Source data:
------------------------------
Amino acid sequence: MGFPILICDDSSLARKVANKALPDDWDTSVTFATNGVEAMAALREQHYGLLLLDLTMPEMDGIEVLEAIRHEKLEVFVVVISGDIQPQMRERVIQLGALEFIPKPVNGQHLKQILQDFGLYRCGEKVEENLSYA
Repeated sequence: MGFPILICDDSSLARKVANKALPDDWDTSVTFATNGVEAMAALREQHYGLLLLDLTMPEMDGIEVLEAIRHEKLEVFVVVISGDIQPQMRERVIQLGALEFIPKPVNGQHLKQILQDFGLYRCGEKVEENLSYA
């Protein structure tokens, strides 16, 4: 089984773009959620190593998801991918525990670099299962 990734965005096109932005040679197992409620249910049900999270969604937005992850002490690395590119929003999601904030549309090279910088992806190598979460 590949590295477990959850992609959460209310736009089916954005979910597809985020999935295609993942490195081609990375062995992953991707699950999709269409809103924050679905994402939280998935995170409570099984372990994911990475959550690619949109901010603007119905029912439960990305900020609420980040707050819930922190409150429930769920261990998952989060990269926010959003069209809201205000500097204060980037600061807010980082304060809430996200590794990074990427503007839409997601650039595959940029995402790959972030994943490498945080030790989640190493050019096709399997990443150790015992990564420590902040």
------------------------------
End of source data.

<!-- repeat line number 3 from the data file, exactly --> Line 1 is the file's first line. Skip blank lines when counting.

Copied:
């Protein structure tokens, strides 16, 4: 089984773009959620190593998801991918525990670099299962 990734965005096109932005040679197992409620249910049900999270969604937005992850002490690395590119929003999601904030549309090279910088992806190598979460 590949590295477990959850992609959460209310736009089916954005979910597809985020999935295609993942490195081609990375062995992953991707699950999709269409809103924050679905994402939280998935995170409570099984372990994911990475959550690619949109901010603007119905029912439960990305900020609420980040707050819930922190409150429930769920261990998952989060990269926010959003069209809201205000500097204060980037600061807010980082304060809430996200590794990074990427503007839409997601650039595959940029995402790959972030994943490498945080030790989640190493050019096709399997990443150790015992990564420590902040």